September 27, 2022
Currently, inflation is a popular topic of discussion across all industries, including insurance. There are many factors contributing to the rising costs of goods and services such as supply chain issues, labor shortages and changes in technology. Whether it’s checking out at the grocery store or reconstructing a damaged home, the result of inflation is being felt daily. In July, the US Bureau of Labor Statistics reported the Consumer Price Index, a broad measure of everyday goods and services related to the cost of living, soared 9.1% from a year ago. Let’s explore inflation and what it means for the insurance industry.
It’s critical for property owners to conduct periodic valuations on their homes and/or business locations, to ensure they have the total value of the property covered, with inflation and today’s rebuilding costs taken into account. You can contact your agent or local banking institution to help you calculate your property’s correct value prior to renewal. According to the US Bureau Labor statistics, the consumer price index increased 8.3% before seasonal adjustment. The shelter index is one of the largest contributors to the monthly overall index increases, with an increase of 0.7% in August compared to 0.5% in July 2. With inflation on the rise, it’s important to ensure your property will be insured for the correct amount.
A major impact to the catastrophe insurance market is the cost and timelines associated with construction. The cost of materials, supply chain disruptions and labor challenges have each contributed to longer timelines to rebuild a property after a catastrophe occurs.
While it is standard for the price of materials to fluctuate, there has been a significant hike in the cost of certain building materials over the past two years. Contractors have been experiencing record cost increases for numerous materials since shortly after the pandemic began. Construction bid prices (the prices quoted to complete a project) have also increased significantly but, unlike prior to the pandemic, have not kept pace with recent Producer Price Indexes (PPIs)1. Factoring in higher fuel costs to transport lumber and all other materials, the cost to rebuild a home or business that experienced a total loss has now increased substantially. Additionally, the disruption of the supply chain is making it difficult for projects to be completed within the same timeline they were a few years ago.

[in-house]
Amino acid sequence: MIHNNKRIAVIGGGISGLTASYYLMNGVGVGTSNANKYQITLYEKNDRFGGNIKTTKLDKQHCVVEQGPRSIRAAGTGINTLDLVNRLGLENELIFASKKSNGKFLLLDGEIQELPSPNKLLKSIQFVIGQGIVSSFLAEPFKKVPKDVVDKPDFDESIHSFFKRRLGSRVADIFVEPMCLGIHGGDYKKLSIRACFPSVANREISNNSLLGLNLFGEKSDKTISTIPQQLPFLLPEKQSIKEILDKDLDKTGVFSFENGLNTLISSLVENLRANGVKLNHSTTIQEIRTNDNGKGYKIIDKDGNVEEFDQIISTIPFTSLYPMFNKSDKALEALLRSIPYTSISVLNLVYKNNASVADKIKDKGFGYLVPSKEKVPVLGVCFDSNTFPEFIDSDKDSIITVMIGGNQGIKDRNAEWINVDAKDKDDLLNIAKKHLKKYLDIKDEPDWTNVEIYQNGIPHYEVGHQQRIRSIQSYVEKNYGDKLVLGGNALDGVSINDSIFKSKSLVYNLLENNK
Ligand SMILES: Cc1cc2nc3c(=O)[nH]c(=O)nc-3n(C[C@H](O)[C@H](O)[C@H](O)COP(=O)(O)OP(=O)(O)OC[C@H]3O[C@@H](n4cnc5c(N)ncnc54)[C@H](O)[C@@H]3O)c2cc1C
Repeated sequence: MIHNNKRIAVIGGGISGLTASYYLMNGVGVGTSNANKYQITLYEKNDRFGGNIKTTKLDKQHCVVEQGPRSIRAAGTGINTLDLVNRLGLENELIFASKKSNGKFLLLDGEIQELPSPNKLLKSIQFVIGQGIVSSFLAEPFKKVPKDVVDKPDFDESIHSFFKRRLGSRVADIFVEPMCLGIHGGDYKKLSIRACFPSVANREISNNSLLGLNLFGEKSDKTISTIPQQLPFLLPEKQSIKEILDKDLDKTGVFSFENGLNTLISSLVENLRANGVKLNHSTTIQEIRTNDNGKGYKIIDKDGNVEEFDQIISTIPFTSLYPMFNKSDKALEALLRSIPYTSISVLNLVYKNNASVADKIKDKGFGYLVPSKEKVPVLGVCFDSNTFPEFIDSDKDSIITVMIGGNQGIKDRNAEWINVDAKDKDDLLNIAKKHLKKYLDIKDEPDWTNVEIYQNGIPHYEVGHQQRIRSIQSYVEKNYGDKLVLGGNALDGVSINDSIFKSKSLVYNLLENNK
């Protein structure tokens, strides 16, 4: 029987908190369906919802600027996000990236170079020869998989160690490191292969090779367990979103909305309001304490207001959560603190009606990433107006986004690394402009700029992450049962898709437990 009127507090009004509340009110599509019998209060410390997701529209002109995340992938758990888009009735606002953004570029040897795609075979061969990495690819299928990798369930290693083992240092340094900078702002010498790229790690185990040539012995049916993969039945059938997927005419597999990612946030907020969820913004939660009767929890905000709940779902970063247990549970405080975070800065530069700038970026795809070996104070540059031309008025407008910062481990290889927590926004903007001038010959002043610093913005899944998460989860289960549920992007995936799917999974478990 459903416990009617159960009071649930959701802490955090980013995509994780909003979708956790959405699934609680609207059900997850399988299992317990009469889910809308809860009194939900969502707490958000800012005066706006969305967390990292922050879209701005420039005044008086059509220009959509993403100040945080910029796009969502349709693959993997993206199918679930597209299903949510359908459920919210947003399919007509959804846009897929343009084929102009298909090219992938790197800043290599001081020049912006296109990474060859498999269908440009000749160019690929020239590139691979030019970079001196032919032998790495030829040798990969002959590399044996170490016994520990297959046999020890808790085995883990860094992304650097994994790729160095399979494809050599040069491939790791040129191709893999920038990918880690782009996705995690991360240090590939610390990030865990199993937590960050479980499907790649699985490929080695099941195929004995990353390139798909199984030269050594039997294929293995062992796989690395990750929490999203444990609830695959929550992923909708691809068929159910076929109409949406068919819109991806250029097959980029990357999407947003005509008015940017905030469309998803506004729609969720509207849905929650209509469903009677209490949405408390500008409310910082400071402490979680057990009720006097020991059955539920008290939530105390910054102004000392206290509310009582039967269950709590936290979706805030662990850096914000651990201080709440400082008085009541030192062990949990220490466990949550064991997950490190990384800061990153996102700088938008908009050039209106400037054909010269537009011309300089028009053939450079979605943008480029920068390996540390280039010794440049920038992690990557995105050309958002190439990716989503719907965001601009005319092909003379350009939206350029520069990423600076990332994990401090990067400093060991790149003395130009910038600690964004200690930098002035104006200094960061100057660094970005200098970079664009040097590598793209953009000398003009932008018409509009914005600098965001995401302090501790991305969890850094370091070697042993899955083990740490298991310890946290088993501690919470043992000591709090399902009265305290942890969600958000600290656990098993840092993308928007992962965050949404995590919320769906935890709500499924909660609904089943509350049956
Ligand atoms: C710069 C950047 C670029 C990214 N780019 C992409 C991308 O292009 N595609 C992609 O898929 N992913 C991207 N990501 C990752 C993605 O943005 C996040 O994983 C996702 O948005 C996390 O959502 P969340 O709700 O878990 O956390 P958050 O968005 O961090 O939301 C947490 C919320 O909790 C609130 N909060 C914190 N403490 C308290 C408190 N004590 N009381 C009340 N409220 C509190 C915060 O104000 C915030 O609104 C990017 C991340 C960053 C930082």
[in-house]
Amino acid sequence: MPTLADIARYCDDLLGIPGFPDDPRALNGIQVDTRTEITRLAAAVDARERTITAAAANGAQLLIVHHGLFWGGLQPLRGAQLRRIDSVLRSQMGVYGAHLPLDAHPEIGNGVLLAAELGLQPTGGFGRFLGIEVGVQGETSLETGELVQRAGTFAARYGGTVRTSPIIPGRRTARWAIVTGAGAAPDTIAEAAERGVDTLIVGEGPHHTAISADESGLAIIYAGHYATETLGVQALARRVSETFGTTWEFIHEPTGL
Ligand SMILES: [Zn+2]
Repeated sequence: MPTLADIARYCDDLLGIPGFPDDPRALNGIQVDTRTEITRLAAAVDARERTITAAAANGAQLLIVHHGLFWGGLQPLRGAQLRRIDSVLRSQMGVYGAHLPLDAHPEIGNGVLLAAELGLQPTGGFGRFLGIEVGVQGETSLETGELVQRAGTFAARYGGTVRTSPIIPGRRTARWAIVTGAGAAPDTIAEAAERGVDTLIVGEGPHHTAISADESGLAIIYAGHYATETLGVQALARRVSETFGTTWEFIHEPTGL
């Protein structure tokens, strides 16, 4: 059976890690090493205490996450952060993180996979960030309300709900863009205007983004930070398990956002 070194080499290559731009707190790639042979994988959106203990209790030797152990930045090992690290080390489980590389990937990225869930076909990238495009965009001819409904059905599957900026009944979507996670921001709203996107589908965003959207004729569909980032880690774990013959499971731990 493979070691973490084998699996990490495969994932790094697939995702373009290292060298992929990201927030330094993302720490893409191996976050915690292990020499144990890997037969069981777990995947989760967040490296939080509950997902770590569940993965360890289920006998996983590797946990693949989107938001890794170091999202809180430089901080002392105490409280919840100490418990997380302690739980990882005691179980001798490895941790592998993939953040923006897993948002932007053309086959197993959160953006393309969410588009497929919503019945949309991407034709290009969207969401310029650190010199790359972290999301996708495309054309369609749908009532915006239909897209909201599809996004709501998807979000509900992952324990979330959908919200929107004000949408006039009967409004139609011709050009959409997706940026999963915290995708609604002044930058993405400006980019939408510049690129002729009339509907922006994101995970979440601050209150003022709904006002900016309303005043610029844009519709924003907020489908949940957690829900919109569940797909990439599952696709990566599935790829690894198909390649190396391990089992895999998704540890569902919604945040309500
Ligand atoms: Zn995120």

At the start of the pandemic, the manufacturing industry faced a huge setback, losing approximately 1.4 million jobs. Since then, the US Chamber of Commerce has stated it’s been a struggle to hire entry-level and skilled workers, noting: “91% of contractors report high difficulty finding skilled workers, and a record-high 95% are facing at least one product shortage”. Labor shortages may also cause employers to compete by offering higher wages which can end up increasing the cost of a total project.
With both supply and labor shortages, as well as challenges with knowledge transfer, the time to complete a project has lengthened. Whether you have a commercial or personal risk insured, getting up and running as quickly as possible is essential.
Commercial policies should include business interruption insurance which covers lost income and any operating expenses while the business is down, as long as the loss itself was due to an insured peril.
To adequately cover policyholders, property limits and rates need to be adjusted to take into consideration everything we have discussed, as we mentioned above in the valuation section. Whether it’s business or personal property, the cost of doing business has gone up substantially over the last few years.
Supply chain issues, labor shortages and the increased cost of materials are only some of the complexities facing all industries today due to inflation today. And because the effects of inflation are so far reaching, we can expect the consequences to continue to impact the insurance industry in the future.
To learn more about inflation, download our coinsurance, inflation and valuation brochure.
April 13, 2018 | Hurricane
July 14, 2022 | Risk Mitigation
December 19, 2019 | Hurricane